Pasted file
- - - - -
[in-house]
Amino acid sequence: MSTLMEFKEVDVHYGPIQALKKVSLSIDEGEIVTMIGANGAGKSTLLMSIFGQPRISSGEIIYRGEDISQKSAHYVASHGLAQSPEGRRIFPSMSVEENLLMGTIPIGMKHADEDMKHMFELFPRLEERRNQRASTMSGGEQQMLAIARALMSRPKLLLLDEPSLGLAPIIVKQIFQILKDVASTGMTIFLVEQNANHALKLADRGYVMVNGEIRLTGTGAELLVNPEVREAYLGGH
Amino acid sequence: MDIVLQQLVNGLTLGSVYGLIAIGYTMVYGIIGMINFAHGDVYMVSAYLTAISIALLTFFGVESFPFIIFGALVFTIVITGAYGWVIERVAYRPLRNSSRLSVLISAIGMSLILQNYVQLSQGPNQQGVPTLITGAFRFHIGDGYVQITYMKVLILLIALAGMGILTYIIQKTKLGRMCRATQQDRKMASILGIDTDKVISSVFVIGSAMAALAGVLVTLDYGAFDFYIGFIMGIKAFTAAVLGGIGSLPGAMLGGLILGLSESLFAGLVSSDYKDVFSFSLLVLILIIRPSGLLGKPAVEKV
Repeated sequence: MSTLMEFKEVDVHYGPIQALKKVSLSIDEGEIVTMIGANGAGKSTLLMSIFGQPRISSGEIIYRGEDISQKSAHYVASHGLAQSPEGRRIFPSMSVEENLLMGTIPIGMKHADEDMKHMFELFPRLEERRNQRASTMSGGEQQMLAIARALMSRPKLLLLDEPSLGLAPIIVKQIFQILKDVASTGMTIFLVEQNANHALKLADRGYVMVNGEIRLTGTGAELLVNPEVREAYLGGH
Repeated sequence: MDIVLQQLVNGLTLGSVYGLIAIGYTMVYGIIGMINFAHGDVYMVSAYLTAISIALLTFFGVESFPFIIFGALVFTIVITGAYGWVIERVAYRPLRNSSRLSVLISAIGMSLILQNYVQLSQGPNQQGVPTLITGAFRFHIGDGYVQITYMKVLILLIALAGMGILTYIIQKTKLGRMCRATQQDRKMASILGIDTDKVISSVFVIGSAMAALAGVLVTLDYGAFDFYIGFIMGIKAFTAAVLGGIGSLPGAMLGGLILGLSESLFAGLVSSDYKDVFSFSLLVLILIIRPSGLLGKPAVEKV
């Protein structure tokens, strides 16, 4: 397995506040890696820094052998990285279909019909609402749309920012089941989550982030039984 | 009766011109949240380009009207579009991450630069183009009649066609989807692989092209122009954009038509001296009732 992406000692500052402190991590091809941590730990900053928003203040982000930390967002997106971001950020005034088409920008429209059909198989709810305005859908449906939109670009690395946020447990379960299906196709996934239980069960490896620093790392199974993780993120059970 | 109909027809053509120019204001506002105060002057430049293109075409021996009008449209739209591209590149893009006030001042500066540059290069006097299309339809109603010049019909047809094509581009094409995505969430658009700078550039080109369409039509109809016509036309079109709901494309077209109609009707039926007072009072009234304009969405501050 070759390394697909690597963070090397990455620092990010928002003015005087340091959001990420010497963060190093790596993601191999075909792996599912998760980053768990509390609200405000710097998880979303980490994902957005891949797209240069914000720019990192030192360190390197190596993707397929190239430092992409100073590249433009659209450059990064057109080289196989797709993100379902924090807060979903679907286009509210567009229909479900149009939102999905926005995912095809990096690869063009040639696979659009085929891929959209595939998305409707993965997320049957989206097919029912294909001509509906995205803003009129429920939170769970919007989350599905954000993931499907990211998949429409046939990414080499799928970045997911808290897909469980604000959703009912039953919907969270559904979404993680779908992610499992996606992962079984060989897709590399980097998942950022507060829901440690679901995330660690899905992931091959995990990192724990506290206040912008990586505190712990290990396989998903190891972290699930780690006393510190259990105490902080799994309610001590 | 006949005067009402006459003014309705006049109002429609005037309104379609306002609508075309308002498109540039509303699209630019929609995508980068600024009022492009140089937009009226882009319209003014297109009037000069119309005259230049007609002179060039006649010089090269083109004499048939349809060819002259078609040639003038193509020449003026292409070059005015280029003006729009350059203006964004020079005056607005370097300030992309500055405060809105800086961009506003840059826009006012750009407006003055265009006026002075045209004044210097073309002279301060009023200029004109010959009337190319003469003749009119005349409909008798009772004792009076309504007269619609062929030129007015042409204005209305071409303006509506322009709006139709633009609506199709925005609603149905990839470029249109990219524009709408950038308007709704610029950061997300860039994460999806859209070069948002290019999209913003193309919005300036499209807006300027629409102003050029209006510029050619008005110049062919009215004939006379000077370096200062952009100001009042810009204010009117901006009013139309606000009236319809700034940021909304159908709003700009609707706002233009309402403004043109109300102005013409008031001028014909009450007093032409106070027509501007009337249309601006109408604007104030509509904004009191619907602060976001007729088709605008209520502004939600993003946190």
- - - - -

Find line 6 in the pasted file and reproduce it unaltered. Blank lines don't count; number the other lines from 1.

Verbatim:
């Protein structure tokens, strides 16, 4: 397995506040890696820094052998990285279909019909609402749309920012089941989550982030039984 | 009766011109949240380009009207579009991450630069183009009649066609989807692989092209122009954009038509001296009732 992406000692500052402190991590091809941590730990900053928003203040982000930390967002997106971001950020005034088409920008429209059909198989709810305005859908449906939109670009690395946020447990379960299906196709996934239980069960490896620093790392199974993780993120059970 | 109909027809053509120019204001506002105060002057430049293109075409021996009008449209739209591209590149893009006030001042500066540059290069006097299309339809109603010049019909047809094509581009094409995505969430658009700078550039080109369409039509109809016509036309079109709901494309077209109609009707039926007072009072009234304009969405501050 070759390394697909690597963070090397990455620092990010928002003015005087340091959001990420010497963060190093790596993601191999075909792996599912998760980053768990509390609200405000710097998880979303980490994902957005891949797209240069914000720019990192030192360190390197190596993707397929190239430092992409100073590249433009659209450059990064057109080289196989797709993100379902924090807060979903679907286009509210567009229909479900149009939102999905926005995912095809990096690869063009040639696979659009085929891929959209595939998305409707993965997320049957989206097919029912294909001509509906995205803003009129429920939170769970919007989350599905954000993931499907990211998949429409046939990414080499799928970045997911808290897909469980604000959703009912039953919907969270559904979404993680779908992610499992996606992962079984060989897709590399980097998942950022507060829901440690679901995330660690899905992931091959995990990192724990506290206040912008990586505190712990290990396989998903190891972290699930780690006393510190259990105490902080799994309610001590 | 006949005067009402006459003014309705006049109002429609005037309104379609306002609508075309308002498109540039509303699209630019929609995508980068600024009022492009140089937009009226882009319209003014297109009037000069119309005259230049007609002179060039006649010089090269083109004499048939349809060819002259078609040639003038193509020449003026292409070059005015280029003006729009350059203006964004020079005056607005370097300030992309500055405060809105800086961009506003840059826009006012750009407006003055265009006026002075045209004044210097073309002279301060009023200029004109010959009337190319003469003749009119005349409909008798009772004792009076309504007269619609062929030129007015042409204005209305071409303006509506322009709006139709633009609506199709925005609603149905990839470029249109990219524009709408950038308007709704610029950061997300860039994460999806859209070069948002290019999209913003193309919005300036499209807006300027629409102003050029209006510029050619008005110049062919009215004939006379000077370096200062952009100001009042810009204010009117901006009013139309606000009236319809700034940021909304159908709003700009609707706002233009309402403004043109109300102005013409008031001028014909009450007093032409106070027509501007009337249309601006109408604007104030509509904004009191619907602060976001007729088709605008209520502004939600993003946190």